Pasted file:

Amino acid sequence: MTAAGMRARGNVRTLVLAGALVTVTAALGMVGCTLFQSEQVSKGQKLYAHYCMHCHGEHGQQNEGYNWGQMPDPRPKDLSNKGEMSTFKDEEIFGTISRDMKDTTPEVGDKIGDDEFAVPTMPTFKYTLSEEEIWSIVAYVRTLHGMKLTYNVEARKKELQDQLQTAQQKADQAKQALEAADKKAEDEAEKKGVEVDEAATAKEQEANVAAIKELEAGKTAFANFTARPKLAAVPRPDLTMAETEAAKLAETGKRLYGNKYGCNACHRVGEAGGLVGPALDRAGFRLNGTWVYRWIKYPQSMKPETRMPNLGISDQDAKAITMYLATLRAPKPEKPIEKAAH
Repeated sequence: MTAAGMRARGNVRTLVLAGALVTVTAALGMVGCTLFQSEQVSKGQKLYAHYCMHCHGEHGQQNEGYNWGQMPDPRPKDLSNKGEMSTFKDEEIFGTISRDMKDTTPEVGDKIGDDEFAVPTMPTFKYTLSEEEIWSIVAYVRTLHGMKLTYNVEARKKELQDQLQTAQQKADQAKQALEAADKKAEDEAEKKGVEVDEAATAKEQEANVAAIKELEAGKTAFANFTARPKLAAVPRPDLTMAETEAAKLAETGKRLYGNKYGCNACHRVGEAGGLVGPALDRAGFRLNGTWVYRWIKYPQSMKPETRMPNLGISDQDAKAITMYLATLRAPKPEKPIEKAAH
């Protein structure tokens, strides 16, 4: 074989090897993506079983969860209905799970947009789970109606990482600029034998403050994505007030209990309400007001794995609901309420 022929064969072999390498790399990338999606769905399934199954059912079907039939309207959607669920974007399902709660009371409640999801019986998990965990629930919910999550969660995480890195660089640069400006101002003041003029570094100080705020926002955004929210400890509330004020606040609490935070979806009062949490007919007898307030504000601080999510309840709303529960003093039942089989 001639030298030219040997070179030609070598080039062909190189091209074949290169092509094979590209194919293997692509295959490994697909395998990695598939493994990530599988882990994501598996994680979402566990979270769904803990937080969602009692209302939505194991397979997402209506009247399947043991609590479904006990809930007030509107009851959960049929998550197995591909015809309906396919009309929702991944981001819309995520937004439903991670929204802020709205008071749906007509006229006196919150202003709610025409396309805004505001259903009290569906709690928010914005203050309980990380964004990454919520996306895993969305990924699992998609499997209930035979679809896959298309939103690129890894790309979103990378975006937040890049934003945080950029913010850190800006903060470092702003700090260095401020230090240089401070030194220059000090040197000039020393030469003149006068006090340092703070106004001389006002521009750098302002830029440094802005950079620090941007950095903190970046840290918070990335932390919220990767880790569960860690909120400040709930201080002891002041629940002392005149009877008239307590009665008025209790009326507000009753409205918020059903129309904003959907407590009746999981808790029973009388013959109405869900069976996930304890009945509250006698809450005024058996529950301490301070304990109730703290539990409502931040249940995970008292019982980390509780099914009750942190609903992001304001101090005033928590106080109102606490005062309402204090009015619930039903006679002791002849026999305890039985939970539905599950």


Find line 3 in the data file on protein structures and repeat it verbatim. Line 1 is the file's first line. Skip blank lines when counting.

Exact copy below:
């Protein structure tokens, strides 16, 4: 074989090897993506079983969860209905799970947009789970109606990482600029034998403050994505007030209990309400007001794995609901309420 022929064969072999390498790399990338999606769905399934199954059912079907039939309207959607669920974007399902709660009371409640999801019986998990965990629930919910999550969660995480890195660089640069400006101002003041003029570094100080705020926002955004929210400890509330004020606040609490935070979806009062949490007919007898307030504000601080999510309840709303529960003093039942089989 001639030298030219040997070179030609070598080039062909190189091209074949290169092509094979590209194919293997692509295959490994697909395998990695598939493994990530599988882990994501598996994680979402566990979270769904803990937080969602009692209302939505194991397979997402209506009247399947043991609590479904006990809930007030509107009851959960049929998550197995591909015809309906396919009309929702991944981001819309995520937004439903991670929204802020709205008071749906007509006229006196919150202003709610025409396309805004505001259903009290569906709690928010914005203050309980990380964004990454919520996306895993969305990924699992998609499997209930035979679809896959298309939103690129890894790309979103990378975006937040890049934003945080950029913010850190800006903060470092702003700090260095401020230090240089401070030194220059000090040197000039020393030469003149006068006090340092703070106004001389006002521009750098302002830029440094802005950079620090941007950095903190970046840290918070990335932390919220990767880790569960860690909120400040709930201080002891002041629940002392005149009877008239307590009665008025209790009326507000009753409205918020059903129309904003959907407590009746999981808790029973009388013959109405869900069976996930304890009945509250006698809450005024058996529950301490301070304990109730703290539990409502931040249940995970008292019982980390509780099914009750942190609903992001304001101090005033928590106080109102606490005062309402204090009015619930039903006679002791002849026999305890039985939970539905599950």